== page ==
Singapore-based real estate investment advocacy body Asia Pacific Real Estate Association (APREA) has described India’s latest budget as a step closer to giving REITs market acceptance despite being burdened by inefficient tax rules.
“Investors will welcome the Modi Government’s decision to tax REIT income in the hands of beneficiaries,” said Peter Verwer, APREA’s chief executive in media release dated 3 March.
However, Verwer highlighted several problems with the proposed tax treatment of REITs.“While the budget has sensibly aligned the capital gains tax treatment of REIT IPOs and corporate IPOs, it continues to apply a Minimum Alternate Tax (MAT) on the notional capital gain that can occur when setting up a REIT”, said Verwer
APREA also noted that it is common practice for REITs to hold assets via special purpose vehicles (SPVs). It says that REITs which employ this rational practice are penalised whenever income is distributed from SPVs back to a parent fund.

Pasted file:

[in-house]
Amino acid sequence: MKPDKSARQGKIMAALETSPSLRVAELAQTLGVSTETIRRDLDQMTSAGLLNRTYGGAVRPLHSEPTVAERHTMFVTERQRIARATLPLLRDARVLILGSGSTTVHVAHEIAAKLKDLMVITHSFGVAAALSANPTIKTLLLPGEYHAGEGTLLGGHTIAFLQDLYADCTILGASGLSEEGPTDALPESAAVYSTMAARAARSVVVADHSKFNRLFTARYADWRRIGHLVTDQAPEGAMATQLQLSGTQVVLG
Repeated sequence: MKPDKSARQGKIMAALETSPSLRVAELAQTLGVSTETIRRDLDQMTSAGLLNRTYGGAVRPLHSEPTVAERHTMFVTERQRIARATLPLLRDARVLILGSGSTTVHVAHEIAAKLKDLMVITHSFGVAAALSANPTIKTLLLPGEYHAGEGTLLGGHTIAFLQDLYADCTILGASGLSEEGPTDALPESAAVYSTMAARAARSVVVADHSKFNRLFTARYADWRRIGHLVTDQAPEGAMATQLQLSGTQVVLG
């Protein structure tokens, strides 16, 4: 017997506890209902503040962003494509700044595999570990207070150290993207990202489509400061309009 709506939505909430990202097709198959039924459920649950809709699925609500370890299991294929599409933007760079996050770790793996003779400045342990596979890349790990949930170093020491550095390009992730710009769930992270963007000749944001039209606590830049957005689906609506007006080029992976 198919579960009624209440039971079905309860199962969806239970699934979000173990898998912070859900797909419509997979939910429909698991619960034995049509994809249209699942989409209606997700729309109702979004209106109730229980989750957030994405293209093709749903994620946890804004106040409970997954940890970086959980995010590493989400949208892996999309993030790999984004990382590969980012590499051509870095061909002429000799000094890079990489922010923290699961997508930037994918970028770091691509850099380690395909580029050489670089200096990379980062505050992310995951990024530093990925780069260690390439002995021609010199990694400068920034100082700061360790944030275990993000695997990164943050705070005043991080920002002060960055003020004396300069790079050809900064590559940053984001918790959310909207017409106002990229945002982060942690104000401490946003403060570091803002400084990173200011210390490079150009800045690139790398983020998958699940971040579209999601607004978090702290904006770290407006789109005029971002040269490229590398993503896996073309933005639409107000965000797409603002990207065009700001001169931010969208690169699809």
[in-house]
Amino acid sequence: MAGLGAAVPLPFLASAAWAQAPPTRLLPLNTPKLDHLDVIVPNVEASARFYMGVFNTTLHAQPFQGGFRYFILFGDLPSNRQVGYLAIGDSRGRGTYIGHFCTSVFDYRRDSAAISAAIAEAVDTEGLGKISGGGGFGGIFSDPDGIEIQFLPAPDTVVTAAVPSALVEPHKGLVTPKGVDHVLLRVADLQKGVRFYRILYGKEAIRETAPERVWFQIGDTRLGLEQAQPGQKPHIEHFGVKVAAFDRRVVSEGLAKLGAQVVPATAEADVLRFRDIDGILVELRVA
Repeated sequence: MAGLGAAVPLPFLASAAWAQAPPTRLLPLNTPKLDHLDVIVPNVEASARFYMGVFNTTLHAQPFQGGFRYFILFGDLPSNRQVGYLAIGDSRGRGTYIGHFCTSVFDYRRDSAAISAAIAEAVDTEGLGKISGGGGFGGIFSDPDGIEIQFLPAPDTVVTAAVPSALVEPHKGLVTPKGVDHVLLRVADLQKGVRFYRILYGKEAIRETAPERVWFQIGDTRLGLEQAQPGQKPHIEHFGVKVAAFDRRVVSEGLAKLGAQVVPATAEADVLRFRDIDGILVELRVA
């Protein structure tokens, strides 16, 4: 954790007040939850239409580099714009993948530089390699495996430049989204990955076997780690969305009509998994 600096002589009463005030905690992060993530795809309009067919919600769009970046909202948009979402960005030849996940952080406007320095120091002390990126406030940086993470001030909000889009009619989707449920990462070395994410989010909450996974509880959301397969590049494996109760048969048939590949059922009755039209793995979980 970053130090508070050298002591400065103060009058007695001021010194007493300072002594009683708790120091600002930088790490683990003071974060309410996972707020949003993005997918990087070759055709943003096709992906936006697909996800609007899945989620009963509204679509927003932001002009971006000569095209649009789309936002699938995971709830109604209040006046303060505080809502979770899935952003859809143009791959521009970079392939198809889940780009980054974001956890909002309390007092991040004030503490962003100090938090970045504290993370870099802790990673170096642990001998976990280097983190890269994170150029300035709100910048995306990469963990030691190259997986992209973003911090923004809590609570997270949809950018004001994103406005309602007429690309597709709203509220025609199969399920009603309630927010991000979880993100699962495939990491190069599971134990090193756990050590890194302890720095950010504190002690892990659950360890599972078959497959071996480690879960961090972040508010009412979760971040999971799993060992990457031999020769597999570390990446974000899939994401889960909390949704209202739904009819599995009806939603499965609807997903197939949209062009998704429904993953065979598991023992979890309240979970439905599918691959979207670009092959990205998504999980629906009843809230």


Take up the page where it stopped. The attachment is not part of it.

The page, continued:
“APREA argues that internal transfers of income should not trigger Dividend Distribution Tax (DDT),” Verwer said.“It makes sense to exempt REITs from DDT, which unfairly reduces investor returns.”
Verwer opines that unless tax efficiency issues are addressed, it will be difficult to kick start a dynamic REIT market in India,” despite tremendous interest from investors and sponsors in the country. “Unfortunately, despite some positive budget announcements it remains very difficult to join the economic dots on a REIT structure that will deliver attractive returns”, said Verwer.
“The Government of India wants to tap into the economic and social benefits offered by REITs.Consequently, APREA calls on the government to continue to work with industry to develop a world class REIT model that will help deliver these dividends”, he added.